Gender Inequality in Education

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Understanding the connection between gender inequality and the lack of education opportunities can improve more sustainable development outcomes. Gender inequality cripples a nation’s economy at the expense of women. Policies and gender roles affect a nation’s education system by either not having a safe space for young girls to learn or not letting them have the opportunity of a quality education. According to UNESCO, an average of 130 million girls between the age of 6 and 17 are out of school and 15 million girls of primary-school age will never enter a classroom [1]. There is a huge gender gap in education around the globe which can be a result of many intersectional identities. The most common explanations for this gender gap are poverty, geographic remoteness, violence, disabilities, lack of infrastructure, or belonging to a minority ethno-linguistic group. The data ranges in different regions with the highest rates of gender inequality in education in Africa, South Asia, and the Middle East. We also see an increase in the out-of-school rates for females as the schooling progresses. Below are maps that include the percentages of young girls and women that are not in school. You can see how the percentages increase as the schooling level is increased.


Poverty and geographic remoteness are two of the biggest factors in the lack of education across the globe. Geographic remoteness can affect the eligibility of a child being able to receive an education or not. Children in rural locations may be hours away from a school. There are rural schools in some regions, but they normally lack a quality education. If there is no rural school, the child may travel hours away to attend a school. This involves problems of getting the child to school and the safety of the child traveling while their parents work. According to the World Bank, parents fear for the safety of their daughters to and from schools in Africa, South Asia and the Middle East. This can be an effect of sexual violence or harassment of young girls on public transportation [3]. A lot of developing countries have a lack of free education, which keeps its low-income citizens out of an education. This may be a result of the countries lack of income to be adequately resourced enough to provide quality education. A lack of free education creates a financial burden on families [2]. Lack of income affects both boys and girls, but there are other factors involved that keep more girls out of schools.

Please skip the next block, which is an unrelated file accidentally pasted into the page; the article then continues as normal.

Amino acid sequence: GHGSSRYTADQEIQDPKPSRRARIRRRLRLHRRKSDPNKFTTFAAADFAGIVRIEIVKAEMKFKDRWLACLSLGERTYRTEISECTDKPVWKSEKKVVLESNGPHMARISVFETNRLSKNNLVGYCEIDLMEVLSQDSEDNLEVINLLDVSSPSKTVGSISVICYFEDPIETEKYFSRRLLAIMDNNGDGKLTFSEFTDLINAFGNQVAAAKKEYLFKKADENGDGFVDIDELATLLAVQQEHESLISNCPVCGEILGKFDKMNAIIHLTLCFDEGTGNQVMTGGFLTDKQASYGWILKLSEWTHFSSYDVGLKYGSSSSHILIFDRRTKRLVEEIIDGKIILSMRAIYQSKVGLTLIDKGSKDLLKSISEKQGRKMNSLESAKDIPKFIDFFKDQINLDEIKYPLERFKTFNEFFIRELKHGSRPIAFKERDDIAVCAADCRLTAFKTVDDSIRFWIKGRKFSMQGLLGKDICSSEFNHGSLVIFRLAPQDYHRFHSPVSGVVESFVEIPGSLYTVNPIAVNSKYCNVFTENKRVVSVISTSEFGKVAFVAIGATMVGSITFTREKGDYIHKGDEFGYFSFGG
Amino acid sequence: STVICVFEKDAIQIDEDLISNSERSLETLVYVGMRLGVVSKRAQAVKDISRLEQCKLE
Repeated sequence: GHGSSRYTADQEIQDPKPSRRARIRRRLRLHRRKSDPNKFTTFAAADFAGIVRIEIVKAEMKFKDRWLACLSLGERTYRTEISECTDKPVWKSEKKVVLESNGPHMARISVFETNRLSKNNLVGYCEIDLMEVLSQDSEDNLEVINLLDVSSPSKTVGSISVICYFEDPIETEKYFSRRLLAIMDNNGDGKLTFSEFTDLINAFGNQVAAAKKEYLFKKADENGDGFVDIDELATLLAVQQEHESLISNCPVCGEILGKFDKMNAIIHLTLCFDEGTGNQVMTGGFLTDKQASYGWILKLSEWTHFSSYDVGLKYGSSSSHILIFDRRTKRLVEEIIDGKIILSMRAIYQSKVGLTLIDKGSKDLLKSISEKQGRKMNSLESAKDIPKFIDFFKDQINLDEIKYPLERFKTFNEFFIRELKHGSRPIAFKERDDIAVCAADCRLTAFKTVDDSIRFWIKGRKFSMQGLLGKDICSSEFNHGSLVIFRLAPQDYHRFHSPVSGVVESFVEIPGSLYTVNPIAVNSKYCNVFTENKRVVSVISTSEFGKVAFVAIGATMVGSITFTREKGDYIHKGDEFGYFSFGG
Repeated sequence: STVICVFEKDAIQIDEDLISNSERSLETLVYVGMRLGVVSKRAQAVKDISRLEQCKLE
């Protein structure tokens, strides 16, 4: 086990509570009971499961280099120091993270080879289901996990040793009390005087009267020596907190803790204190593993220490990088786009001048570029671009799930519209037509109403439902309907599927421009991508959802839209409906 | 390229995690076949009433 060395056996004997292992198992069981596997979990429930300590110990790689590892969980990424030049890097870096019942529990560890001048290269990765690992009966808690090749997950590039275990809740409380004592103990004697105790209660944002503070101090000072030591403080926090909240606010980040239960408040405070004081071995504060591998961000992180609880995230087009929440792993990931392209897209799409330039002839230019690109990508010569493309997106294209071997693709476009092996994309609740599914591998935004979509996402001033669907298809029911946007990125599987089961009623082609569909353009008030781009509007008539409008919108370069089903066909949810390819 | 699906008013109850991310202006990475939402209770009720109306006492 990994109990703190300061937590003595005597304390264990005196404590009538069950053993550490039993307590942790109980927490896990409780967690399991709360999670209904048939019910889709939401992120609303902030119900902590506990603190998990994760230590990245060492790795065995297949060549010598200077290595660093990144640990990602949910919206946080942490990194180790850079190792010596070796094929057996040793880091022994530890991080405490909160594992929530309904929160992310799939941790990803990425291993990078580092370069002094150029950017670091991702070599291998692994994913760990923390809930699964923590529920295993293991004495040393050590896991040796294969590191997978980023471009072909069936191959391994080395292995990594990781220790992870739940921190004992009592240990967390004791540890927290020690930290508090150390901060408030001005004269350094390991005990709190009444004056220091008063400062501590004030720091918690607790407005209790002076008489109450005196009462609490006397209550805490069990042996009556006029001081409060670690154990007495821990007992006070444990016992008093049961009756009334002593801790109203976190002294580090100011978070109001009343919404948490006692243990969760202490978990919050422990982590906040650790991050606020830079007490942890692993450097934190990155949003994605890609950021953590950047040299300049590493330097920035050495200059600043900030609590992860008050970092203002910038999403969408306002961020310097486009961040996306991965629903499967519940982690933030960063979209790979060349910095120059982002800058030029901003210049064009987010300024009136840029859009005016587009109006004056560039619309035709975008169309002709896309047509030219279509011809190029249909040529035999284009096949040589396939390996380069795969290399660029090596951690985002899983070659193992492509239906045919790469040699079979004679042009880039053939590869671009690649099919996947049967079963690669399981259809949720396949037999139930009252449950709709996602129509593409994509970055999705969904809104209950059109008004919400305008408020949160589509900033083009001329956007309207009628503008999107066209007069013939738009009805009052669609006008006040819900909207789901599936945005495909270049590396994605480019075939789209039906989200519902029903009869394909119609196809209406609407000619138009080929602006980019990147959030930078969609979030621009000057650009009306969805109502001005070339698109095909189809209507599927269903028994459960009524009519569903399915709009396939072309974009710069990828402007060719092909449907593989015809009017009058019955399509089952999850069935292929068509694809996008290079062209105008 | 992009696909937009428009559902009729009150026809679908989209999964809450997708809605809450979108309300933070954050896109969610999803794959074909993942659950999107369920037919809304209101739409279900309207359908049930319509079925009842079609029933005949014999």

Gender based violence (GBV) is a main component in the gender gap in education. It can have a physical and emotional impact on victims and victim’s children. In Nicaragua, 63% of the children of abused women had to repeat a school year and dropped out of school on average four years earlier than others [2]. GBV can also include attacks on girls for accessing education. In 2012, Malala Yousafzai was shot in the face by members of the Taliban for promoting young girls to attend school [2]. GBV occurs on school grounds and can create an unsafe learning environment, which in return can create a high drop-out or low enrollment rate. It can be perpetrated by both teachers and other students. A 2010 survey in the Côte d’Ivoire found that 47% of teachers reported initiating sexual relations with students [2]. Examples of school related GBV also include bullying, harassment, and rape by fellow students. Some schools (including those in the U.S) have become a soliciting location for sex traffickers, which can include teachers and students. These GBV issues keep girls out of school by creating fear among young women and their parents.

Investing in secondary education is essential for equipping adolescent boys and girls with the knowledge and skills needed to become productive and engaged citizens. Advancing girls’ secondary education is one of the most transformative development plans countries can invest in. Completion of secondary education brings substantial benefits to girls and societies which includes, increased lifetime earnings to reductions in adolescent childbearing, child marriage, and maternal and child mortality [3]. Gender equality is crucial for ending poverty and boosting a nation’s economy. Better educated women tend to participate more in the formal labor market. This results in them earning higher incomes which leads to uplifting households, communities, and, ultimately, nations out of poverty [1].